In addition to having my scheduled writing time, I set a word count goal for each day. My goal is to write 1000 words a day (or edit 10 pages or a chapter or finish one section in my NF proposal – just some sort of solid goal). Sometimes I am on a roll and can get that done in half an hour, and sometimes I will write for two hours and only get 500 words out. Sometimes I meet my goal, sometimes not, and sometimes I exceed it. I can almost always get 1000 words written in about an hour – which means an hour and 1000 words a day, five to seven days a week, and I’ve got a finished novel (first draft) in three months. Regardless, it gives me something to shoot for. You can set your goal higher or lower, depending on the time you have available, but give yourself some sort of objective to aim for.
4. Prioritize your activities
We all have spare moments in the day. What we do with those moments is what is important. If you truly want to find the time to write, you have to be willing to sacrifice. I have a lot of television shows that I love. I love to read. I play the piano and cross-stitch. I have children that want to play with their mommy (although I would like to note that time with my children is NOT something I sacrifice in order to write…most days…I have definite Mother Fail days, but I try :) ).
This is where having a writing schedule really helps. My writing time is scheduled while my kids are at school or in bed. That means when my kids come home, I can play with them, do some chores, spend some time in the afternoons reading a good book (if I am lucky enough to have the time), and watch my favorite shows in the evening. And I can spend my time doing this because I know I have already met my writing goal for the day.
If you work full time, you can try and squeeze in some writing time on your lunch break, or wake up a little early or go to bed a little later in order to get your writing time in. It IS possible to find moments to write, no matter what your schedule is….but sometimes it requires a bit of sacrifice. I wrote my first novel while going to school full time to get my master’s degree, working part time, with 2 kids under 2 – it was ridiculous, I never slept, but I did it. If you really want to do it, you’ll do it. Plain and simple.
During the summer when my kids are not in school, I tend to DVR whatever shows I want to watch and write in the evenings after they’ve gone to bed. I'll also do this on normal days and watch my shows while folding laundry - multitasking at its best LOL Or I’ll write in the afternoons instead of reading or playing piano, or choosing some other activity. And very often (because Real Life has a funny way of intervening and throwing all my well-made plans out the window) I sacrifice sleep in order to write.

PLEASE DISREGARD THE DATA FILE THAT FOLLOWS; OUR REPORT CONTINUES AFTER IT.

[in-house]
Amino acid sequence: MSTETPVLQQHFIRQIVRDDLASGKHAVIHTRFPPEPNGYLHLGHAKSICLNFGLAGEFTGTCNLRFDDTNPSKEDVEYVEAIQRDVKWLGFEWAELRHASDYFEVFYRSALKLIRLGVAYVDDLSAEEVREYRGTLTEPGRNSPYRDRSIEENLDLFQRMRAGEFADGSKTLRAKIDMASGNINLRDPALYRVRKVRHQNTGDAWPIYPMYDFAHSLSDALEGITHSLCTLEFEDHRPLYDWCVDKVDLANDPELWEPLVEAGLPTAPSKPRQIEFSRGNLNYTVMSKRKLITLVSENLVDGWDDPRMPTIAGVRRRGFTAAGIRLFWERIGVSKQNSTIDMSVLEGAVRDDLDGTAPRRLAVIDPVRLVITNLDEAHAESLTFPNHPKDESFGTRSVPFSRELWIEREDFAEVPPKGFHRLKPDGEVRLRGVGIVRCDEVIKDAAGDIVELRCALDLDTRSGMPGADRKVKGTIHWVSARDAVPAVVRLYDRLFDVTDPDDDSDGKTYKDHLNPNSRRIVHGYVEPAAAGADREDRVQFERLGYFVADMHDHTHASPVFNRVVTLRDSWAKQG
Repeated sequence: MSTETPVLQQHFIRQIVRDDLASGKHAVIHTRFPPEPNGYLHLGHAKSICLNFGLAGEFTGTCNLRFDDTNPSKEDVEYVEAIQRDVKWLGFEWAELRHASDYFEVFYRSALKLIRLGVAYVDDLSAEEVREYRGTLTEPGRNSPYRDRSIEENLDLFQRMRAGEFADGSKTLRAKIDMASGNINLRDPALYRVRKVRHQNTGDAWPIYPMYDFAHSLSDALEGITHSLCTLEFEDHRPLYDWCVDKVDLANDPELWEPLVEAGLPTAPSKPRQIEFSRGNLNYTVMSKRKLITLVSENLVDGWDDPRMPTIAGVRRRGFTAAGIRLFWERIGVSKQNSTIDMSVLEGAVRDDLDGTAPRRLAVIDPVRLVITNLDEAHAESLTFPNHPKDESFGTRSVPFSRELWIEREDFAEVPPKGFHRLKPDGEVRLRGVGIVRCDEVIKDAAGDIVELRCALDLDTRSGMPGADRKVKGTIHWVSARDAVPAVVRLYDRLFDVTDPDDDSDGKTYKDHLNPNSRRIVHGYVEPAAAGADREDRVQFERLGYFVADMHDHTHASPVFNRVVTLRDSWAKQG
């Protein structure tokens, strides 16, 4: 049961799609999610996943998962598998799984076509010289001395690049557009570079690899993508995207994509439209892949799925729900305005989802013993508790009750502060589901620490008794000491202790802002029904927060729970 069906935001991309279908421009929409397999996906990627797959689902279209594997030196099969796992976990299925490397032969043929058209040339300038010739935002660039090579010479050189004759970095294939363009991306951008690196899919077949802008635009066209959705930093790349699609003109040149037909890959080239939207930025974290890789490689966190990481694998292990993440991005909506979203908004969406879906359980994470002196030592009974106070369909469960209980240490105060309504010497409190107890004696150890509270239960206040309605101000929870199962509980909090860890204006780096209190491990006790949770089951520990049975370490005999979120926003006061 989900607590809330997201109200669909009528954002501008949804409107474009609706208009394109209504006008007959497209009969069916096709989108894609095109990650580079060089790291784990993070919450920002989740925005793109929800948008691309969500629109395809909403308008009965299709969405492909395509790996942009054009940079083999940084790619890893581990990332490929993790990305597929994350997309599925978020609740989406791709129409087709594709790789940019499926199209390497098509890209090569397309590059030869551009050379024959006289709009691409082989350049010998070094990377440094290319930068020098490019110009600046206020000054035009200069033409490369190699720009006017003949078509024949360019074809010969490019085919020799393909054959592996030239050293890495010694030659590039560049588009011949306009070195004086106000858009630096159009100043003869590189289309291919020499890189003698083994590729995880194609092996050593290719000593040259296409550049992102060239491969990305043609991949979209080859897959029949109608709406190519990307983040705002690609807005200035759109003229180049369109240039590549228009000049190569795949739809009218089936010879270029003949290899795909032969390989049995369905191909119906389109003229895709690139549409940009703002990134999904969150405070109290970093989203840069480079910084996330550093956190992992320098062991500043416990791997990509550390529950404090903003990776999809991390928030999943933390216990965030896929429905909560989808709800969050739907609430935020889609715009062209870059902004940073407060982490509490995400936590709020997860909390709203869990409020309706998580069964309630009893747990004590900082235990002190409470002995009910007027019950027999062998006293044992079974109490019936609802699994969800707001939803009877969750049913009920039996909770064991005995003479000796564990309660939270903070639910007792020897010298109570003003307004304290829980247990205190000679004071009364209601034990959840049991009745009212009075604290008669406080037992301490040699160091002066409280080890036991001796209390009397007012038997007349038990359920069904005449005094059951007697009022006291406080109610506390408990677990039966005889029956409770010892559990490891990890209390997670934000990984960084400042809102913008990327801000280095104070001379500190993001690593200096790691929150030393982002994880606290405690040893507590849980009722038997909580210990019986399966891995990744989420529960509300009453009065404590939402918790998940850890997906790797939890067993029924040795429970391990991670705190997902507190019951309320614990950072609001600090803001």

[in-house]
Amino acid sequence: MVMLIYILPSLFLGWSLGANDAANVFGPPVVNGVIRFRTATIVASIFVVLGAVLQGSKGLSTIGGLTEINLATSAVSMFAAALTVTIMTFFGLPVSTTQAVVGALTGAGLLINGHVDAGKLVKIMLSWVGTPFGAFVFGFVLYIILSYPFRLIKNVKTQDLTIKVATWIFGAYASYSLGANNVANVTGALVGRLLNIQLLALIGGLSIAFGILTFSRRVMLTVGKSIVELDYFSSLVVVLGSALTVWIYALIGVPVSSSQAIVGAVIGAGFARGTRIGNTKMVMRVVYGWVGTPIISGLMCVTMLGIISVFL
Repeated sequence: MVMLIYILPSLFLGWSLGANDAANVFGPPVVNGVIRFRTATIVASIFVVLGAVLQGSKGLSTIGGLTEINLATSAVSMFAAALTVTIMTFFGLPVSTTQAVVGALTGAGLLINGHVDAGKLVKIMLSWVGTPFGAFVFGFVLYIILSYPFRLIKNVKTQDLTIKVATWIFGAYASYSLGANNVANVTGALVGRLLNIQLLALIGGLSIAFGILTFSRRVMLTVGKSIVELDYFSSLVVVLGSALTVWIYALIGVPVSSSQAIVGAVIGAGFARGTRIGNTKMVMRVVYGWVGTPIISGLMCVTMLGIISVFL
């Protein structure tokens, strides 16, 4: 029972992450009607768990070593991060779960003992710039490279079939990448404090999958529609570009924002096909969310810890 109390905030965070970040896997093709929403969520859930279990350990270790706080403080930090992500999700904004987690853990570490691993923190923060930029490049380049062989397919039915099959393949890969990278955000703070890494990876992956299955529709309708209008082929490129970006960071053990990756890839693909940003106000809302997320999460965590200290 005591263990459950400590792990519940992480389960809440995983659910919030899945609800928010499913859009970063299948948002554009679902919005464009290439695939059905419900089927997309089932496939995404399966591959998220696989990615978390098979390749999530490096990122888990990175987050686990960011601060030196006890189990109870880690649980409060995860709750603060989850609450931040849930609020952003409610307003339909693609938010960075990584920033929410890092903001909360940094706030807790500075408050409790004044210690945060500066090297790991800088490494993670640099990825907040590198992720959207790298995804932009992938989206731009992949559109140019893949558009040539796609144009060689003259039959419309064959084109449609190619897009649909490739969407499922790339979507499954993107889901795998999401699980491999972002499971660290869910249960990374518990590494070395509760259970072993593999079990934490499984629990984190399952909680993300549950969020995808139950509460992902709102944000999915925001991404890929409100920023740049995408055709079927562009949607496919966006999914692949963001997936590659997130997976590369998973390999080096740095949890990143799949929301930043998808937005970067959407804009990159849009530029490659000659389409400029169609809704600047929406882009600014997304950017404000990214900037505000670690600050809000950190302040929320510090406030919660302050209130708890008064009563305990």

When I was finishing my first novel, I was waking up at 4:30 in the morning and going to bed at midnight because the only time I could sit down and write, uninterrupted, was when my family was asleep. That is not something I could keep up indefinitely, but in a pinch, I am willing to sacrifice a little sleep in order to write.
Now, let’s face it, Real Life is going to get in the way sometimes. It’s going to laugh at your carefully crafted schedule and stomp all over it, probably on a daily basis. But it shouldn’t matter. If you want to write, write. Find the time. Eat dinner a little faster and use the three minutes you saved scarfing your meal to write a few lines. Carry a recorder around and dictate your book while you vacuum. Scribble on Kleenexes while you wait at the doctor’s with your sick child (just be careful not to use said Kleenex for said sick child’s nose). The time is there…you just have to find it and use it.
Author Kenneth Atchity said:
Every human being has exactly the same amount of time, and yet consider the output of Robert Louis Stevenson, John Peabody Harrington, Isaac Asimov, Ray Bradbury,William Goldman, Neil Simon, Joyce Carol Oates, Agatha Christie and John Gardner. How did they accomplish what they have? They weren’t deflected from their priorities by activities of lesser importance. The work continues, even though everything else may have to give. They know that their greatest resource is themselves. Wasting time is wasting themselves. When people ask them, “Where do you find the time?” they wonder, “Where do you lose it?”
When do you write? What are some things you do to make sure you can get your writing time in?